Requirements for software – a dysfunction?

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Traditionally software development is driven by requirements – descriptions of functions the product should perform once done.

In the past those requirements were handed down to the development teams as a bulky specification document. Now, with agile methods being widely used they are usually put on a backlog. This backlog is managed by someone – sometimes called a Product Owner – who can move requirements up and down at any time etc. We all know this. This change alone did bring a lot of improvement. It enabled flexibility in responding to change on the product level and helped reduce waste from implementing unnecessary features.

The problem is I think this is not good enough. I think the problem is the requirements themselves. I think we could even call them dysfunctional.

Here is why.

Requirements – as they are practiced by most teams now – are deeply rooted in the sequential, cascading way of building products, with its clearly divided silos of narrow specialists. In each silo those specialists perform on the product the single activity that is their specialty, then pass it on to another silo. Understanding of the product’s purpose, understanding it as a whole is unnecessary – or at least not crucial and expected. Everyone is supposed to do well the one thing that is within their competence – and such are obviously also the limits of responsibility and expectations.

If a piece of software is needed to solve a business problem a group of “business specialists” creates and describes the needs (sometimes already selling the result to clients), then passes this description on the silo with “analysts” who in turn produce requirements, that are in turn passed to the silo with “programmers” as a description of what they are supposed to build – and so on.

The key dysfunction of this model is not even the specialization of workers (an idea stemming from 19th century industrial revolution and its 20th century success – good for making repeatable physical products in mass quantities, not for creative intellectual work), that fails to engage their full potential. The key problem here is the alienation of workers from both the product and other silos. The result is lack of shared responsibility for the end product, especially for it being indeed a solution to the original problem.

This is why a typical employee feels he has no influence on the product nor the company as a whole. This feeling – so common in larger organizations – is killing engagement and creativity. Instead, it fosters an attitude typical of the “deferred life plan”: I sit at work doing something I don’t care about only to get paid.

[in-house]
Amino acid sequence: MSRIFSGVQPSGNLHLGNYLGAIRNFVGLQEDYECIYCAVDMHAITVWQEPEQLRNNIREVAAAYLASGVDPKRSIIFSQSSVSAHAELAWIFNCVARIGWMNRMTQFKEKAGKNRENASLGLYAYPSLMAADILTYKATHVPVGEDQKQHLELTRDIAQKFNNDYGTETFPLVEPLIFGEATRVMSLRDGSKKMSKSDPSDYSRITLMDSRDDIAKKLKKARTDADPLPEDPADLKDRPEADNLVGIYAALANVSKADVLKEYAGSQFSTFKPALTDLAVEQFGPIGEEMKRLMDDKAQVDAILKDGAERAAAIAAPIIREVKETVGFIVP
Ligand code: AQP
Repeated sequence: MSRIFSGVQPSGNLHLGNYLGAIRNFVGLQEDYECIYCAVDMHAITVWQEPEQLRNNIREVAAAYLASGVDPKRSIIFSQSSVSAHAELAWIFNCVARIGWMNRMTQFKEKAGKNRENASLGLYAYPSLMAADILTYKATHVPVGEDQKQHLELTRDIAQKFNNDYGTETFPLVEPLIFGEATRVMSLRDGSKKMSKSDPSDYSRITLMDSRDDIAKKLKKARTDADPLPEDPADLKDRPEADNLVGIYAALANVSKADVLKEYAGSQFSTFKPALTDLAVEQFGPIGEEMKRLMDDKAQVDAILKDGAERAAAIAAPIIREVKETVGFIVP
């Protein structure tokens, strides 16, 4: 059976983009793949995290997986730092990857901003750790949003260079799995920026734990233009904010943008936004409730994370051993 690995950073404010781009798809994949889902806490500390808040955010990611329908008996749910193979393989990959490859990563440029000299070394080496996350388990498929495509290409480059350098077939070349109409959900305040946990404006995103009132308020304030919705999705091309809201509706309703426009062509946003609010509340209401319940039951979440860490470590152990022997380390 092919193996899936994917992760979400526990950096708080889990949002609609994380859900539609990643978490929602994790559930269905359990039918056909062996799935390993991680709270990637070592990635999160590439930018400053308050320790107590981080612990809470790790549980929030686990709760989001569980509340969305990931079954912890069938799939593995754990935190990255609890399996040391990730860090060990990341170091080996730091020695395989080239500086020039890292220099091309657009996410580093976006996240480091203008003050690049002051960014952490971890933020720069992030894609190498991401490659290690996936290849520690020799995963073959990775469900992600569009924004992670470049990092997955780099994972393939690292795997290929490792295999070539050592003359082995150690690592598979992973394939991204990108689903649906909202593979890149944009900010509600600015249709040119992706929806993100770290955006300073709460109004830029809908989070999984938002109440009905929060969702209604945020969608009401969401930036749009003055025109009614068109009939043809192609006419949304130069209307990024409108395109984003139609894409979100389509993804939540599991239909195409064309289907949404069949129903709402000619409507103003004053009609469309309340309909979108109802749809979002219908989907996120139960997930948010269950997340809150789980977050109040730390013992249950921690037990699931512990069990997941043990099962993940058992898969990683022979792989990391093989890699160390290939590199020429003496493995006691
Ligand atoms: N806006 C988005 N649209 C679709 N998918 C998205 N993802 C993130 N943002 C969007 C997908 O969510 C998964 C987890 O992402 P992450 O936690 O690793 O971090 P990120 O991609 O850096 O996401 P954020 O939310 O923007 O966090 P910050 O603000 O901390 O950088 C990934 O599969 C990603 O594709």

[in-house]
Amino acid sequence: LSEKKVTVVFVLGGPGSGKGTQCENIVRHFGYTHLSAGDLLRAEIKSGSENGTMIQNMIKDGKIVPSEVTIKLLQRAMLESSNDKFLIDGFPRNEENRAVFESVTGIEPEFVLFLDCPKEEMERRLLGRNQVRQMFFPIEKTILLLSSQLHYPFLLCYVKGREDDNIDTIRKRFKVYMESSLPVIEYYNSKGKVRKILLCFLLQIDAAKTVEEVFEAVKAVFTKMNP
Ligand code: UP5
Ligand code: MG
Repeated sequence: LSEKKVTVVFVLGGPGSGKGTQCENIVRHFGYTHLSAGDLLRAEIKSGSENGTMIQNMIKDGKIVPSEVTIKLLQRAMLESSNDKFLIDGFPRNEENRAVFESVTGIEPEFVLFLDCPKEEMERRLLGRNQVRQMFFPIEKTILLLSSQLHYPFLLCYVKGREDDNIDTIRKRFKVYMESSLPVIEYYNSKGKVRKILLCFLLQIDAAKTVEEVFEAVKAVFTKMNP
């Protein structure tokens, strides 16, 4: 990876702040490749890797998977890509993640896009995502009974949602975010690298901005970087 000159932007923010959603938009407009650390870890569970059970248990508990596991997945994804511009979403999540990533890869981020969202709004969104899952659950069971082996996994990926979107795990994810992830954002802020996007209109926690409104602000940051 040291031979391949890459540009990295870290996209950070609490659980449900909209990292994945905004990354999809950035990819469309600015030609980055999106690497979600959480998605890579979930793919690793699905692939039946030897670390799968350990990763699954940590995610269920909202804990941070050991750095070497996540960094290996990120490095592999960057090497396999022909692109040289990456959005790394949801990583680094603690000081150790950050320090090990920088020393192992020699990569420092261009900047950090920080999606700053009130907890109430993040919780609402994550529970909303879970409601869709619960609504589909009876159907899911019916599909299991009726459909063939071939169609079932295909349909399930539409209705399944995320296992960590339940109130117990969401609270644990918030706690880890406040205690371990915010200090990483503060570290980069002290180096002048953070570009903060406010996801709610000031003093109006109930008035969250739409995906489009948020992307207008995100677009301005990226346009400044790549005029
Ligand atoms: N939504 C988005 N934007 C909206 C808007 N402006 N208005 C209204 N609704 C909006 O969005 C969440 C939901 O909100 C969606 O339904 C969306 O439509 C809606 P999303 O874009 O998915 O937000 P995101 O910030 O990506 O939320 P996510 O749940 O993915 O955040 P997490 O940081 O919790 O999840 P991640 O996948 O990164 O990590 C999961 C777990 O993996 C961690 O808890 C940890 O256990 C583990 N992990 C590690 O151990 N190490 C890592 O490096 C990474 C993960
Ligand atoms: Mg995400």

Agile changed a lot within the development silo. In most companies we no longer have “internal silos” – analysts, programmers and testers working in separate departments (companies that still don’t get it will change or die out). Teams share responsibility for the product, but they share that responsibility only on the technical level, not on the product level. So yes, it helped, there is more engagement etc. but the alienation between business and development continues. Common attitude in the ‘development silo’ is now “we are blacksmith trolls down here, we forge whatever is asked of us, we do it well because we pride our craft – but whether that makes sense, solves client problems etc.? We don’t care. It’s the problem of the business trolls”.

I think part of the problem here is requirements in their traditional form. What does it change if we put requirements handed down the ‘development silo’ from ‘business silo’ on a “product backlog” and call someone “The Product Owner”? Very little. This still doesn’t full potential, brainpower of people in the organization. It still the old waterfall, just one level up. In fact, once we have backlog etc. in place it may make the problem less visible, because now that “we are agile” everything seems ok.

I think that what agile is all about – at least as much as I understand it – is creating teams that will collaborate to deliver products having shared responsibility for them – and influence over them.

To achieve that we need to break one more silo – the ‘business silo’. We should build true crossfunctionality by including the “business specialists” on the teams. And teams should get problems to solve or ideas to validate, not requirements.

It seems like a small change but it is, in my opinion, fundamental. Implementing it means shifting everyone’s thinking. Implementation is no longer a goal in itself for the team – solving the original problem is. Everyone is involved, everyone’s ideas count not only regarding the technical solution but the overall solution. And responsibility is shared too – no more finger pointing blaming the other silo – “stupid busines” or “lazy developers”.

Can a backlog and a role akin to Scrum’s Product Owner still help if we have problems/ideas instead of requirements? Yes. Keeping a list and deciding which ones to address first is helpful. Backlog makes the problems/ideas waiting to be addressed visible, helps gather more information about them, serves as a communication device for other teams. A role of PO can help if it is hard to decide on the order on the backlog – if consensus can’t be reached someone has to step in and decide.